Religious polarization targets voters in Indian polls

Light of Truth

For Indian politicians, it is time again for temple runs as five crucial states, including the largest, Uttar Pradesh in the north, prepare to go to the polls in the first quarter of 2022.
And besides making a public display of offering flowers and milk to a plethora of gods, the usual election talk to polarize the electorate into majority Hindus and minority Muslims will carry on full steam in the coming months.
The Taliban takeover of Afghanistan in August is proving handy for the ruling Bharatiya Janata Party (BJP) and the pro-Hindu outfits aligned with it while warning voters to resist any attempts to Talibanize India.
Such rhetoric and the resulting public mood suit Prime Minister Narendra Modi’s BJP, which has high stakes in these provincial elections. It rules all but one of the five states.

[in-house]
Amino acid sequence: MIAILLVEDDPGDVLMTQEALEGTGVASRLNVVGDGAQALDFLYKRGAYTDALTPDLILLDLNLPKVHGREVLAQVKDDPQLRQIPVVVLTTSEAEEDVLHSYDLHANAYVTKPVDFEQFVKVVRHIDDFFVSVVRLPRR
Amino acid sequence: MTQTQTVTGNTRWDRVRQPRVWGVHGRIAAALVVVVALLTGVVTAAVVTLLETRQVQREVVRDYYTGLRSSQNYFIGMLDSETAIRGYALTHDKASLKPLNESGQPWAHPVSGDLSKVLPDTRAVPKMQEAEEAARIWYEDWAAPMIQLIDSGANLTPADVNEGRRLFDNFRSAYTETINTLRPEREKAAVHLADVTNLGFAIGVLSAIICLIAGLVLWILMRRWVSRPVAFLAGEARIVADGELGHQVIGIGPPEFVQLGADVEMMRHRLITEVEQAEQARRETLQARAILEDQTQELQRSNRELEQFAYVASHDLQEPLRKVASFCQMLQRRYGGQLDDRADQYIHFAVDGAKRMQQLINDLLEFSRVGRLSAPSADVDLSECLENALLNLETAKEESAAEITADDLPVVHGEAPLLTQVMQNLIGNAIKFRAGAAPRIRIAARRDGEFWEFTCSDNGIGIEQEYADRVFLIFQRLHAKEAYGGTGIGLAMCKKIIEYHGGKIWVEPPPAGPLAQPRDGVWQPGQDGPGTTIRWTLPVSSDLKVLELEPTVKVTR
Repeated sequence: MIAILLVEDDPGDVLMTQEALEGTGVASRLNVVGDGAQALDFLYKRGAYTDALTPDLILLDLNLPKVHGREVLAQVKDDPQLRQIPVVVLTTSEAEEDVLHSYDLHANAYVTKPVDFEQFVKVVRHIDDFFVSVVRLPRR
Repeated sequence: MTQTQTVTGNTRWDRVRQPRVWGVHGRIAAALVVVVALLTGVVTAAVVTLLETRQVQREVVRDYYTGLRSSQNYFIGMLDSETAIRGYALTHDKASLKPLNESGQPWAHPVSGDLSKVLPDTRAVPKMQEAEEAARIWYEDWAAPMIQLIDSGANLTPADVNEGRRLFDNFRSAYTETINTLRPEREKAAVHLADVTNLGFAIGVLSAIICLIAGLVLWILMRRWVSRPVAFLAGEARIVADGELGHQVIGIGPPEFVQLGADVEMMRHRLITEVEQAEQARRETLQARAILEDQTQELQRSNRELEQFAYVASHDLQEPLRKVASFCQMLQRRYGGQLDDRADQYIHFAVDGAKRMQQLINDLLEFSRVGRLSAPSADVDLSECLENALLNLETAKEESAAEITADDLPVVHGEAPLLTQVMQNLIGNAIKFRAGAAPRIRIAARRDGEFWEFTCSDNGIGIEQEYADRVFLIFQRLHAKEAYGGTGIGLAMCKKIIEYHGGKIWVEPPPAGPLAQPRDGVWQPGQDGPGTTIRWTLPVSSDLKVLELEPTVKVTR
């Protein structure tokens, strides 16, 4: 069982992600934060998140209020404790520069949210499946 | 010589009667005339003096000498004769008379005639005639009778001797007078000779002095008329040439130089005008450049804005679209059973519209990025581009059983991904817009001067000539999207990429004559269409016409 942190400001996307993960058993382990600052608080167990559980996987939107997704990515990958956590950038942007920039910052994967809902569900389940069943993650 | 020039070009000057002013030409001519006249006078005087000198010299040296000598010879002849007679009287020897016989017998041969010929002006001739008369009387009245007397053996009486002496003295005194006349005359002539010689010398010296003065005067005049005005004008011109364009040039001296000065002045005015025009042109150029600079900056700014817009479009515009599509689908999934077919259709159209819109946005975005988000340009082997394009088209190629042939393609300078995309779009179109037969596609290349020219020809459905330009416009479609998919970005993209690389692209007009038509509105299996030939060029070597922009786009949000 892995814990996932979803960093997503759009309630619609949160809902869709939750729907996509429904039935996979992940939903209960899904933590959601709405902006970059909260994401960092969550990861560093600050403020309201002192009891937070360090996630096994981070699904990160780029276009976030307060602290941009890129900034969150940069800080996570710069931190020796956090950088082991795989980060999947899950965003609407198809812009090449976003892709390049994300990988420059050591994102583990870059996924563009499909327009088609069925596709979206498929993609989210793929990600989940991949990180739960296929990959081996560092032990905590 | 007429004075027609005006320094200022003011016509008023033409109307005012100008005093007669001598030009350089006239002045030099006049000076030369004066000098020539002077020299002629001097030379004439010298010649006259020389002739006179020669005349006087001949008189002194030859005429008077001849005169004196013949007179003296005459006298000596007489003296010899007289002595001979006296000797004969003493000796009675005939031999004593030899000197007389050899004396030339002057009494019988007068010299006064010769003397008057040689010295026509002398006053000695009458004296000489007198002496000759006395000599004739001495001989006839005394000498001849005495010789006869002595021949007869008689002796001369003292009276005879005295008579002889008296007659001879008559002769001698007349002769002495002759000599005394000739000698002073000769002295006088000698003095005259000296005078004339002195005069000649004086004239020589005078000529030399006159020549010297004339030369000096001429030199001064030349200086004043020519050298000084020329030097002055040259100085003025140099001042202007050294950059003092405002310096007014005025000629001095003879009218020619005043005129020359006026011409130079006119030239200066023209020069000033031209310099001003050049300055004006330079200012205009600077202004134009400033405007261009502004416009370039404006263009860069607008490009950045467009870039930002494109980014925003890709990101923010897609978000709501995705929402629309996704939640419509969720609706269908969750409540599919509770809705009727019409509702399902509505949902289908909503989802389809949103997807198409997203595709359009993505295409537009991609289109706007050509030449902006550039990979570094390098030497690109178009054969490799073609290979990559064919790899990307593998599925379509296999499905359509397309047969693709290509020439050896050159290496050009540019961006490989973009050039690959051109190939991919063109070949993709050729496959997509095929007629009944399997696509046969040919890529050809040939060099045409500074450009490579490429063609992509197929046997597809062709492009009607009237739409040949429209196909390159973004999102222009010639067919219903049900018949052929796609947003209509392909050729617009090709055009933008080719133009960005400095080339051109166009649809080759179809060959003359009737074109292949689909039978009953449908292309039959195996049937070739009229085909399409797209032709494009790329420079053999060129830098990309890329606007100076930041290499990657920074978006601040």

The northern state of Punjab is the only state ruled by Congress, the main opposition party. The repeal of three farm laws in November in the face of sustained agitation by Punjab’s farmers was an unusual retreat by the Modi regime known for its macho-Hindu politics. The BJP could also face some tough challenges in retaining power in Uttar Pradesh, as it may in Uttarakhand in the north, Goa in the west and Manipur in the northeast, where it rules in alliance with regional parties.

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